The Charleston Southern women’s basketball program celebrated a milestone moment last week with senior guard Ke’Asia Jackson. On Education Day, with a gym full of screaming students from several local elementary schools, CSU recognized Jackson for scoring her 1,000th career point a few days earlier in a road game at North Florida.
While appreciative of the recognition, Jackson barely made it through the pregame presentation. Overcome with a wave of emotions that lasted throughout the game with Erskine College, Jackson managed to play 20 minutes and finished with a season-low four points.
One might wonder why a simple honor commemorating a career highlight would affect Jackson so heavily. But last Tuesday signified what has been a two-year struggle with injuries and personal pain coming to a head.
Last April, while preparing for semester exams, Jackson’s world was turned upside down with the news that her younger brother, 13-year old Travion Green, had been killed in a car accident. Step-brother Travis, 15, also died in the crash. Another step-brother, Justice, survived the accident.
As her natural brother, Jackson was closest to Travion, or Trey, as everyone knew him. She deals with her loss daily, but Tuesday hit her harder than most.
“There’s not a day that I don’t think about him, and I miss him so much,” said Jackson, a former all-state player from Irmo High School in Columbia. “Tuesday, for whatever reason, it just overwhelmed me. It was a very proud moment for me and my family, and Trey wasn’t there to share it with me, and that hurt. I started to tear up, and it was all I could do not to break down right there.”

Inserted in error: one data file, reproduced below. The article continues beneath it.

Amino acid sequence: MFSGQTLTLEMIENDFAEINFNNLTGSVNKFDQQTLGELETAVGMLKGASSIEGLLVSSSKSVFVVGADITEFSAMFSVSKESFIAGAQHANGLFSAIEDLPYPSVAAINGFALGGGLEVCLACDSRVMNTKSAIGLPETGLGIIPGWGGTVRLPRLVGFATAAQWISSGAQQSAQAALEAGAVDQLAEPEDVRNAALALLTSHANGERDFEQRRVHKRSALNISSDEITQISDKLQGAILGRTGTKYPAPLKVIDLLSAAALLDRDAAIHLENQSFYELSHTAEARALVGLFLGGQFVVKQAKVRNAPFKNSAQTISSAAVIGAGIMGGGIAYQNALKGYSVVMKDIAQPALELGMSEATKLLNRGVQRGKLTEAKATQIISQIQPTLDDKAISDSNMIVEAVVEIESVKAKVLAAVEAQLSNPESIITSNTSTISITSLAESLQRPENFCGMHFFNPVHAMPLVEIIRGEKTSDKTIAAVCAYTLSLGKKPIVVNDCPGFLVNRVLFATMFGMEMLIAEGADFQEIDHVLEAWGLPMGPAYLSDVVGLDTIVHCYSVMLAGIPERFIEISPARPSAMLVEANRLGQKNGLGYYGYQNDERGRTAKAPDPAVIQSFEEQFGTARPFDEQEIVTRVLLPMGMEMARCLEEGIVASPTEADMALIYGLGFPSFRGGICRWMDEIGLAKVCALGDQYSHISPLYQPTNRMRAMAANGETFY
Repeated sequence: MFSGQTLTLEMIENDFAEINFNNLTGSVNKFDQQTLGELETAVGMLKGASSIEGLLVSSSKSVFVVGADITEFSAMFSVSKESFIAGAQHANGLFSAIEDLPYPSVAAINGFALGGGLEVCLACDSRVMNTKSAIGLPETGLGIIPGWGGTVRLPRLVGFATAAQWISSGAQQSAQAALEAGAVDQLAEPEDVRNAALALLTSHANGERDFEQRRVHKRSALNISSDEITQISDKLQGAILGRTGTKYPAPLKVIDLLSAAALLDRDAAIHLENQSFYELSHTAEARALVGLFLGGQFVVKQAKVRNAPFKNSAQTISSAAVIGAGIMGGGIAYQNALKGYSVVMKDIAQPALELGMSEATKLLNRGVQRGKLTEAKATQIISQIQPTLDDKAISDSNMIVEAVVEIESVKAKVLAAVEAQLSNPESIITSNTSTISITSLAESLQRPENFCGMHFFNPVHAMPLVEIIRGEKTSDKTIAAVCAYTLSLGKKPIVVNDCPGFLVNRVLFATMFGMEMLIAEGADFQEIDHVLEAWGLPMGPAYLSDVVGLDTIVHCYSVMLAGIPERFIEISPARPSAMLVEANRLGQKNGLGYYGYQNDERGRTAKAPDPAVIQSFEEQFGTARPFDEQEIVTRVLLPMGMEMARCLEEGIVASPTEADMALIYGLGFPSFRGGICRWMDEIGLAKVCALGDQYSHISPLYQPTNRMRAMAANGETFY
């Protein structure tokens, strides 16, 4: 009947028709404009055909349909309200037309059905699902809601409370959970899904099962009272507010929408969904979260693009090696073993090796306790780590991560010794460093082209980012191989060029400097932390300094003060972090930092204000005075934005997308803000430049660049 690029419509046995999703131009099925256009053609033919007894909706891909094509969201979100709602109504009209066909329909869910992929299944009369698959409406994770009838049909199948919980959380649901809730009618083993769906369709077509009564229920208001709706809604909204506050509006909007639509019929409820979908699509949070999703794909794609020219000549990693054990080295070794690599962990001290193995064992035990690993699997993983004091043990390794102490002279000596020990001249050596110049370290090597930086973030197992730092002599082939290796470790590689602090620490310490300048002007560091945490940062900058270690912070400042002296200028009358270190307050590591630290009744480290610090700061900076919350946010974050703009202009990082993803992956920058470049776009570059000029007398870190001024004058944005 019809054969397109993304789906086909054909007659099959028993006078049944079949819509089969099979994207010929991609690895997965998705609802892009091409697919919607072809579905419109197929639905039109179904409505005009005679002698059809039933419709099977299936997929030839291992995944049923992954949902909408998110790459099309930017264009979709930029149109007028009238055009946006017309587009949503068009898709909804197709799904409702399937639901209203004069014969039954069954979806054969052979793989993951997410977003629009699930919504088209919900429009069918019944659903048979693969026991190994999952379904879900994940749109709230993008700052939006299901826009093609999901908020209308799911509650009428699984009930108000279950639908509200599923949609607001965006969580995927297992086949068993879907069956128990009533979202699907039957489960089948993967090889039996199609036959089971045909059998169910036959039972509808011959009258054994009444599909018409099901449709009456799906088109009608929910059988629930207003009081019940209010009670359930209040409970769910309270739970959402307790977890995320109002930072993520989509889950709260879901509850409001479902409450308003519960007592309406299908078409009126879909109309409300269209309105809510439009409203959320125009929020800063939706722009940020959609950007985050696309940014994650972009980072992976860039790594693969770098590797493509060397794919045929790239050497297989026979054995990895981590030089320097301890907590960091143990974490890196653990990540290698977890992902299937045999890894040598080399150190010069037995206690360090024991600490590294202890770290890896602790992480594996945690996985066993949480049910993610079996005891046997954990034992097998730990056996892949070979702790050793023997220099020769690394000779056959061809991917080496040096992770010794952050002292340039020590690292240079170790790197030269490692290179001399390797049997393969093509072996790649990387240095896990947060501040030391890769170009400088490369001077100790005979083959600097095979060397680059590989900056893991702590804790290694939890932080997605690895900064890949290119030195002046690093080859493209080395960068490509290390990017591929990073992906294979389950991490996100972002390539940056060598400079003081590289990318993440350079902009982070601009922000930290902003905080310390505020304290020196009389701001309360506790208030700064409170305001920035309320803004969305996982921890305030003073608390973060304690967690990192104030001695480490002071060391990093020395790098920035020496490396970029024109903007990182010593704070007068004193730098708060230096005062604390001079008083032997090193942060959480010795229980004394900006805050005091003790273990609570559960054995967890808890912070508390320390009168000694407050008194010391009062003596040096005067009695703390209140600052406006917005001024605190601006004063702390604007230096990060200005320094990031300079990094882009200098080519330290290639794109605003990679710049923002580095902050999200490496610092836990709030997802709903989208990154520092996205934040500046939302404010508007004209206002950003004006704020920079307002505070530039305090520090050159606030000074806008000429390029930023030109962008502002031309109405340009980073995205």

Jackson has plenty of days where crying is the norm. Sometimes before practice, sometimes after.
Sometimes at night before she sleeps, if she sleeps. The pain and anguish takes brief breaks now and then, but never for very long.
“Every day is hard, but some are harder than others,” she says. “It’s never-ending, and I guess that’s how it’s supposed to feel. I know I miss them. I was the big sister. They looked up to me, and I lived my life to be an example to them. They were very proud of me.”
The death of her siblings is the worst part of what has been a trying two years for Jackson. As a sophomore, she earned second-team all-conference honors in the Big South, leading the league in free throw shooting and placing second in the league in field goal percentage.
After her sophomore season, Jackson opted to have surgery on a troubling Achilles injury. The surgery ended up affecting her junior season as her scoring average dropped from 15 points to 8.5 points per game.
“I never felt 100 percent, and it took a toll on me mentally,” said Jackson, who will graduate in May with a degree in accounting.
Just before the start of last season, as she was working on coming back, Trey had to have life-saving open heart surgery, which also affected Jackson mentally. During the season, she suffered a fractured nose and had to play half the season with a mask, which hindered her effectiveness.
But she managed to tough it out and went into last offseason looking forward to being at full strength for her final year. Jackson was determined to make her final season her best yet. Life was good, until the accident.